Saturday, June 23, 2007

On Scars and Calluses

I may be odd, but I've always taken a strange sort of pride in the ugly markings on my body caused by hobbies I've had and things I've done. When I was in high school, I was a member of a pre-professional ballet company. Now, pointe shoes are not great for one's feet. And they really wreak havoc when you're wearing them in classes and intense rehearsals 30 hours a week. I haven't worn pointe shoes for about eight years now, but my feet still show the damage they did because I loved ballet too much. My toes are lumpy, and I have weird knobby things on my heels that turn purple when I'm cold. Instead of being embarrassed of my feet, I've always had a sort of strange fascination with them -- they prove that I used to be a dancer and they exhibit all the hard work I put into becoming one. For a few years I was always taking pictures of my feet (weird, I know). The selection below contains five I found on my hard drive in 5 minutes without even trying...

In college I wanted to be in a grunge band, so I took up playing the bass. After about a month of lessons and practicing all the time, I had enormous callouses on my fingers from holding and picking the hard strings. These, I showed EVERYONE. Then when I first moved to San Francisco, I was extremely proud of the giant blisters on the bottoms of my toes that I got from practicing capoeira. Now, it's knitting that's making a mark.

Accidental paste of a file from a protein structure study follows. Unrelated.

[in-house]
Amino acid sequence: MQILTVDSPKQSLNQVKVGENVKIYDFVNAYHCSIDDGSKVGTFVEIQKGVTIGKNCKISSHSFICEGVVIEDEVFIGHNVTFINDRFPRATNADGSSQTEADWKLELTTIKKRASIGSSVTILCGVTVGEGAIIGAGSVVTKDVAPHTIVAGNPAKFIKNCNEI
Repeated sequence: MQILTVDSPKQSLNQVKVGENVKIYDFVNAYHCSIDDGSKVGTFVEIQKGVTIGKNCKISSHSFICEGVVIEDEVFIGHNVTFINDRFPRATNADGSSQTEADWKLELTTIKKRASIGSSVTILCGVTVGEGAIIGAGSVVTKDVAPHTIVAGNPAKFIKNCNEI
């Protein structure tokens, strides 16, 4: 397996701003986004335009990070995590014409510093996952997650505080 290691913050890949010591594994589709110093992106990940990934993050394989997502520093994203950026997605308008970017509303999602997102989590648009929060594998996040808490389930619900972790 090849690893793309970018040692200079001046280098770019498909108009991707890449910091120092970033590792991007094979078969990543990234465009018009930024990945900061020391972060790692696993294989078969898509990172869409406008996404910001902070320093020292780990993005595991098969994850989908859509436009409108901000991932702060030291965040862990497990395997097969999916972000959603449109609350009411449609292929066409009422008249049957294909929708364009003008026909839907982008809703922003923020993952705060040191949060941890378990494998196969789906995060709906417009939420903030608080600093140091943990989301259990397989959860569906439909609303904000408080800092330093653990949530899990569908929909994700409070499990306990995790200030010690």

Here is my right index finger, the one that pushes the tip of the knitting needle down when I advance my stitches (Side note: It is VERY difficult to take a picture of a finger on ones dominant hand!). You can't see the top layer of skin flaking off, but you can see the shininess of the tip of the finger, caused by a buildup of callusy flesh. It's not nearly as bad as what happened to January One's finger, but it is certainly different than it was before.

I think this is just so cool. The fact that the body physically changes to reflect something one is passionate about, something one has learned how to do, something one can do well -- it's like a tattoo, but one that God gives you, and without the ink and needles. My mom always said she had workers hands, not soft lady-like ones, but I think they're the most beautiful of all. In them I can see everything she has done and can do, which is pretty much anything -- sew, plant, paint, write, cook, lift, sand, build. I hope mine have so much experience and expertise one day.

Anyway, enough of the nostalgia. Hourglass now has a yoke!


Anonymous said...

I'm very proud of my calluses as well - but damn they hurt sometimes! Especially when I get the holes.

Thanks for your email. I really appreciate it!

Margo said...

I love what your mom says about her hands. It made me stop and examine my own and realize I have a lot of living to catch up on now that school's done. I also proudly display my calluses (I've always called acquired wounds like these 'war wounds') Each one has its own unique story and I smile when I think about all the stories I have. Your work is amazing, Hilary!

Anonymous said...

Hilary you are sooo funny! I have laughed out loud approximately 5 times while reading this blog :) I will now be a regular visitor to The Yarniad.